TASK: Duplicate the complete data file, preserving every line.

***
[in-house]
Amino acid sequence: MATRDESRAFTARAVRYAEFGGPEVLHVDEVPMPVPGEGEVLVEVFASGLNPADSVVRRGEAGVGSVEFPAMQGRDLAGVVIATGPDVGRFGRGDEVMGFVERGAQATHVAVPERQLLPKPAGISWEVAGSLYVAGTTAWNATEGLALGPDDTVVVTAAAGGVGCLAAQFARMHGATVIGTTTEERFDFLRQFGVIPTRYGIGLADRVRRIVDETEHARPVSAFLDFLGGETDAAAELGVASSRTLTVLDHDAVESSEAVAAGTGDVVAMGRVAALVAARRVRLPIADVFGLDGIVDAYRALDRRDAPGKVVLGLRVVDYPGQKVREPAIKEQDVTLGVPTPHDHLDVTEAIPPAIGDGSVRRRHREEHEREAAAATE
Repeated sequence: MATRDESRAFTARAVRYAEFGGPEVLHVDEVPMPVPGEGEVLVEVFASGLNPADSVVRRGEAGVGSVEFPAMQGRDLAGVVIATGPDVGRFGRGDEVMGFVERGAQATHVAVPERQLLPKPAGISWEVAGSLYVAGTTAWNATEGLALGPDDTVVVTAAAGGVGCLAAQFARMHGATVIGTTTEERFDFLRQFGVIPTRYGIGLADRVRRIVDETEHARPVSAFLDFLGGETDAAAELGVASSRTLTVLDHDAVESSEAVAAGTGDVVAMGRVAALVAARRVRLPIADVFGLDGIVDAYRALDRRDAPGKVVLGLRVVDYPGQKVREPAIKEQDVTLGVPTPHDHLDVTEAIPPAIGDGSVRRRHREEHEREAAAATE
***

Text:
[in-house]
Amino acid sequence: MATRDESRAFTARAVRYAEFGGPEVLHVDEVPMPVPGEGEVLVEVFASGLNPADSVVRRGEAGVGSVEFPAMQGRDLAGVVIATGPDVGRFGRGDEVMGFVERGAQATHVAVPERQLLPKPAGISWEVAGSLYVAGTTAWNATEGLALGPDDTVVVTAAAGGVGCLAAQFARMHGATVIGTTTEERFDFLRQFGVIPTRYGIGLADRVRRIVDETEHARPVSAFLDFLGGETDAAAELGVASSRTLTVLDHDAVESSEAVAAGTGDVVAMGRVAALVAARRVRLPIADVFGLDGIVDAYRALDRRDAPGKVVLGLRVVDYPGQKVREPAIKEQDVTLGVPTPHDHLDVTEAIPPAIGDGSVRRRHREEHEREAAAATE
Repeated sequence: MATRDESRAFTARAVRYAEFGGPEVLHVDEVPMPVPGEGEVLVEVFASGLNPADSVVRRGEAGVGSVEFPAMQGRDLAGVVIATGPDVGRFGRGDEVMGFVERGAQATHVAVPERQLLPKPAGISWEVAGSLYVAGTTAWNATEGLALGPDDTVVVTAAAGGVGCLAAQFARMHGATVIGTTTEERFDFLRQFGVIPTRYGIGLADRVRRIVDETEHARPVSAFLDFLGGETDAAAELGVASSRTLTVLDHDAVESSEAVAAGTGDVVAMGRVAALVAARRVRLPIADVFGLDGIVDAYRALDRRDAPGKVVLGLRVVDYPGQKVREPAIKEQDVTLGVPTPHDHLDVTEAIPPAIGDGSVRRRHREEHEREAAAATE